Australian Bishop Hears Laity’s Concerns and Pauses School Curriculum
Bishop Vincent Long Van Nguyen paused the program ‘to provide time for further research and refinement’ after concerned parents’ campaign of dialogue with diocesan officials, prayer and peaceful protest.
Lay faithful in the Diocese of Parramatta, southeastern Australia, have successfully convinced their bishop to put on hold a controversial draft Catholic school curriculum after they expressed concerns it wasn’t grounded in the principles of Catholic doctrine, was dangerously misleading, and had glaring omissions.
In a statement released last month, the diocese said that “after significant consideration of feedback from the Church, community and experts in religious education and theology,” Bishop Vincent Long Van Nguyen of Parramatta had asked his executive director of religious education “to pause the engagement and implementation of the draft new curriculum.”
The July 20 statement added that the bishop anticipated “many of you will be surprised and disappointed with this news” but that he was “deeply thankful” to those who had devised the curriculum. He said he had decided to pause a third draft of the curriculum, called Living Life to the Full, “to provide time for further research and refinement through collaboration with local, nation and international contributors in areas of religious education, theology and scripture.”
The diocese’s executive director of Catholic education, Greg Whitby, said: “We’ve been listening to our community, and making changes based on what we’ve heard. Consider this a pause for further reflection!”
The bishop’s decision to halt the draft came after a concerted lay campaign that included praying the Rosary outside Parramatta’s St. Patrick’s Cathedral and the publication in January of a 114-page critique of the second draft of the curriculum by a religious education teacher and married father of five, Eamonn Keane.
It also came in response an eight-page letter that diocesan priest Father John Rizzo sent Bishop Long last October, explaining how much the second draft of the curriculum departed from Church doctrine. The third draft released earlier this year and which was partially implemented was reportedly even more problematic. The curriculum was due to be fully implemented in December.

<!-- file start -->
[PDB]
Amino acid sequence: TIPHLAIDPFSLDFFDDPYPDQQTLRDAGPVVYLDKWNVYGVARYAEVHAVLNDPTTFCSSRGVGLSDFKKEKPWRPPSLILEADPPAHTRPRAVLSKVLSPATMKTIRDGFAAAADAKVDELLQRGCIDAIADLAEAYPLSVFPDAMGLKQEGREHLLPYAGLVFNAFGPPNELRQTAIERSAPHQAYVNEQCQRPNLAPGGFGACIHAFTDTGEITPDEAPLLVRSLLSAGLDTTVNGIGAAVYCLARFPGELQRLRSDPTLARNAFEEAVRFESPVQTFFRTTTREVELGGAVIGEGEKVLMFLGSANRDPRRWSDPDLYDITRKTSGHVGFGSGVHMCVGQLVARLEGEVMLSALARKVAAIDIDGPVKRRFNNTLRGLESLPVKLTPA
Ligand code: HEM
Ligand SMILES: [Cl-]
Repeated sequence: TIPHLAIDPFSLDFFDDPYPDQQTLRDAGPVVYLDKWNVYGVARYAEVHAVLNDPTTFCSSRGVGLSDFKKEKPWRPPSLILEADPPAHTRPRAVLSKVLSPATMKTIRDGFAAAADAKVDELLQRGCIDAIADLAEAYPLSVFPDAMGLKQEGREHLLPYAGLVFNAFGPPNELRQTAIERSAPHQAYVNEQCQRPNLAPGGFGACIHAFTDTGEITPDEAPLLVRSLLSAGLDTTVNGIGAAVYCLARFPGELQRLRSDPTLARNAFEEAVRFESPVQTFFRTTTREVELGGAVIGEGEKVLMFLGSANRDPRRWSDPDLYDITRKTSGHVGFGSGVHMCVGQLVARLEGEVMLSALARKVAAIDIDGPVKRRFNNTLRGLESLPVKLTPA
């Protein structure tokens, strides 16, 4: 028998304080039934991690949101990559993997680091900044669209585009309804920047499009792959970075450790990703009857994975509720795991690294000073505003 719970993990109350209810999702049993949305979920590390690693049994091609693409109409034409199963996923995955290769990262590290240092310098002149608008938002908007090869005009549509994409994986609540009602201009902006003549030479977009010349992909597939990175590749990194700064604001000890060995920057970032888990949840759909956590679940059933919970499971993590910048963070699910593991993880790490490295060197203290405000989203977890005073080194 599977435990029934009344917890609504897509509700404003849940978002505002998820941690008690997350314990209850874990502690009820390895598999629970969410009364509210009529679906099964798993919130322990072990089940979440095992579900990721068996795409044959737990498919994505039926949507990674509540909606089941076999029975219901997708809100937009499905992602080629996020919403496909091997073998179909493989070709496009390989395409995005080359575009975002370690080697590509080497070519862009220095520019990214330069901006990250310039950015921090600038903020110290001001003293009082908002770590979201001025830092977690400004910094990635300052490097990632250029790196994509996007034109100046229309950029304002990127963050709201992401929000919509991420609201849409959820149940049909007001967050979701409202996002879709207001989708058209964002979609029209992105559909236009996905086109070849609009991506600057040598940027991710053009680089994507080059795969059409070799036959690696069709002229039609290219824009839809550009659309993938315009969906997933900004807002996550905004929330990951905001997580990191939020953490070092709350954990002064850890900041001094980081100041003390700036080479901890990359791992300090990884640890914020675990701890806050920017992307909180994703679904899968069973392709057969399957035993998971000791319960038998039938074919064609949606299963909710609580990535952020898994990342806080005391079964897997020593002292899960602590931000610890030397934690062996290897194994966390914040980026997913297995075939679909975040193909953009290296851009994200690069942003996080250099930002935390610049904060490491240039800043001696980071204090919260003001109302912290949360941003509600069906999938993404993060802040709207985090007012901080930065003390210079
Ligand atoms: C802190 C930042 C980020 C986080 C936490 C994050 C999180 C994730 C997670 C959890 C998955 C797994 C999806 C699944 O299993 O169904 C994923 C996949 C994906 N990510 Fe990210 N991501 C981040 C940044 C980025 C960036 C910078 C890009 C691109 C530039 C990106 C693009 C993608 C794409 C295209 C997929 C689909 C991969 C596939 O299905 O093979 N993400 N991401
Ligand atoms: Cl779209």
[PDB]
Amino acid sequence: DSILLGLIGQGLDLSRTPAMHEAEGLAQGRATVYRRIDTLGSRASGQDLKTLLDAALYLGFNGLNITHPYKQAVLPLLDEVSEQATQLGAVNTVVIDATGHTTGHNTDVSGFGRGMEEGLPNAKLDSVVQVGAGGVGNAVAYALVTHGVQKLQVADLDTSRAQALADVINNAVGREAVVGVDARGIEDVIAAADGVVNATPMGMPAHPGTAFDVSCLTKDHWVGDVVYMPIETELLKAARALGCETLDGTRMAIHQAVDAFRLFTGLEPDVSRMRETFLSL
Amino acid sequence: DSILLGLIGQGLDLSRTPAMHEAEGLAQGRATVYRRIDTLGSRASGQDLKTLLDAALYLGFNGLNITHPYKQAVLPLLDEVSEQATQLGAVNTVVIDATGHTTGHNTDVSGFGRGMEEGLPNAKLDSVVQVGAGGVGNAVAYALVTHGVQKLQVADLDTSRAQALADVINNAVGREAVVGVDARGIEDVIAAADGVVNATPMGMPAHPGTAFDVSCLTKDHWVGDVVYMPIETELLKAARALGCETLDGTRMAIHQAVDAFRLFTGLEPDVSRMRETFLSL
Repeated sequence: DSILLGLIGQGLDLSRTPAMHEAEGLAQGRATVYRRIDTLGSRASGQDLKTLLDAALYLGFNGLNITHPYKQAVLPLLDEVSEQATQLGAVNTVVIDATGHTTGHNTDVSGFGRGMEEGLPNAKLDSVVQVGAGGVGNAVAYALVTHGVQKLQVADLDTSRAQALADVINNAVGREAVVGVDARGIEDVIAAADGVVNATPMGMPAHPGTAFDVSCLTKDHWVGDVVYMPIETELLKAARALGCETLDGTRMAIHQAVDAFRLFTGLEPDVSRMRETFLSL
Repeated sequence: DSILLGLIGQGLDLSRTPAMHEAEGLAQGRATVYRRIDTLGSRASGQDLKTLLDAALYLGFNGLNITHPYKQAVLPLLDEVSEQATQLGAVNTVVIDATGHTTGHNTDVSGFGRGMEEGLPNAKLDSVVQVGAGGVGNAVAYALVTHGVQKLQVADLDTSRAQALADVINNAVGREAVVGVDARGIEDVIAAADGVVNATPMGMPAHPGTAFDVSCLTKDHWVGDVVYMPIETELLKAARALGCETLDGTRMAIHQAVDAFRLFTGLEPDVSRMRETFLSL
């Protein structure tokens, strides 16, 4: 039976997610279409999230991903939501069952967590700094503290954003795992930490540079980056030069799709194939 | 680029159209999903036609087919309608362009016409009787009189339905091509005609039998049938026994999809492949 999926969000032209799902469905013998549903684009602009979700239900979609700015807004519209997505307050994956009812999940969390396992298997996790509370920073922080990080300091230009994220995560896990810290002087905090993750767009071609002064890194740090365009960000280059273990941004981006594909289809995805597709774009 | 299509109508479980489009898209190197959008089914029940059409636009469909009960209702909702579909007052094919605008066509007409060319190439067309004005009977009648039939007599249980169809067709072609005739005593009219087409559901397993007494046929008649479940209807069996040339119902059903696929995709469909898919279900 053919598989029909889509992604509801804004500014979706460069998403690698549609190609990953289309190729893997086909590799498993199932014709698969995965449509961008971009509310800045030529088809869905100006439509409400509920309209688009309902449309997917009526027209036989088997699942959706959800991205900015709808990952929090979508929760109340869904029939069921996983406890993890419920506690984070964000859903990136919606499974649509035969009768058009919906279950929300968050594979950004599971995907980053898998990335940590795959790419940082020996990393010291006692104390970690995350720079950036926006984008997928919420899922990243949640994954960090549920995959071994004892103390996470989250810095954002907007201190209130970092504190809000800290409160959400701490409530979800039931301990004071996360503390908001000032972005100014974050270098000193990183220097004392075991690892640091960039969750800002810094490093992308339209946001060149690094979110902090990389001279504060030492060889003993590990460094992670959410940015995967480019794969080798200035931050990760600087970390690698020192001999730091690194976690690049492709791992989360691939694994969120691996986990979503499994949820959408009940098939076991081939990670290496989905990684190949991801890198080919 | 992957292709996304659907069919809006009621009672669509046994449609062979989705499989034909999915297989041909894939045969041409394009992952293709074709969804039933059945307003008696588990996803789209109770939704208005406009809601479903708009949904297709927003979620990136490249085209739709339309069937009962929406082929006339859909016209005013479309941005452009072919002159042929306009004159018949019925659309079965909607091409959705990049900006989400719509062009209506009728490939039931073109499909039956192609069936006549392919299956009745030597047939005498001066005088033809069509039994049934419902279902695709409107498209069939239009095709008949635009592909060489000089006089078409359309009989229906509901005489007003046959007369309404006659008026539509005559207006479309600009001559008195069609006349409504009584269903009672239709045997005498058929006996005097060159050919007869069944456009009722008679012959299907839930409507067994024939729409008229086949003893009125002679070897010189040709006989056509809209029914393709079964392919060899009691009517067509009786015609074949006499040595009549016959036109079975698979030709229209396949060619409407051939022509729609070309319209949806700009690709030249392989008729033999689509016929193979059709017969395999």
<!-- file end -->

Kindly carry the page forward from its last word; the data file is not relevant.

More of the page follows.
This is the second time in three months that Bishop Long has amended a course of action in response to feedback from lay faithful and clergy. In May, the bishop moderated his support for gender identity after strong criticism, petitions and public protests from local Catholics over what they saw as his favorable and false approach to the homosexual agenda, especially in relation to diocesan schools.
The bishop had broken with local Christian groups to oppose a bill introduced in the New South Wales state Legislature in April that aimed to “prohibit the teaching of the ideology of gender fluidity to children in schools” and seek to ensure that schools not “usurp the role of parents.” Bishop Long and Whitby had expressed concerns that students who identify as homosexual or transgender could be harassed under the new legislation.
In his January evaluation of the diocesan curriculum, Keane detailed nine key deficiencies in the draft including insufficient treatment of Marian dogmas; no mentions of the word “magisterium,” the doctrine of Original Sin, or mortal or venial sin; and a “wholly inadequate” treatment of the sacraments of matrimony and holy orders.
In his letter last autumn to Bishop Long, Father Rizzo criticized the second draft curriculum for stating that students aged 9-10 “wonder about the interconnectivity between identity, sexuality and human flourishing” and for using language that is “ambiguous and can be read and applied in a way that promotes ideologies that are not in conformity with the Church’s teaching.”
In particular, he criticized the curriculum’s adoption of “transformative learning integrated with sexuality” — a method of learning aimed at fundamentally changing a person’s worldview that Father Rizzo said is “in favor of an anti-Catholic, anti-scientific philosophical speculation.”
He asked that the draft “remove transformational learning from the curriculum” because for Catholics “truth is not ultimately subjective, but objective, and God — not the individual — is the arbitrator of truth” and that “for a topic as important as sexuality, especially for adolescents whose minds are malleable and not yet fully developed, transformative learning poses a spiritual danger to their souls.”
Father Rizzo, who also criticized Bishop Long over his opposition to the state legislature bill in April, further pointed to other problems with the draft including “no reference to the unique gift of Catholic culture and tradition,” its use of pseudo-intellectual terms, and its “glaring omissions” of fundamental doctrines.
Keane wrote in his evaluation that it is a “form of scandal” to “jeopardize the right of young people to receive the word of faith, either by omissions or by propagation of false doctrine in a curriculum document, or by having public dissenters lecture teachers on questions of moral and sacramental doctrine” and so called the draft curriculum “wholly inadequate” and “should be abandoned.”
Bishop Long stressed the importance of engaging with those on the margins of society in an April 25 homily, leading concerned lay faithful to hope that such a dialogue would extend to them.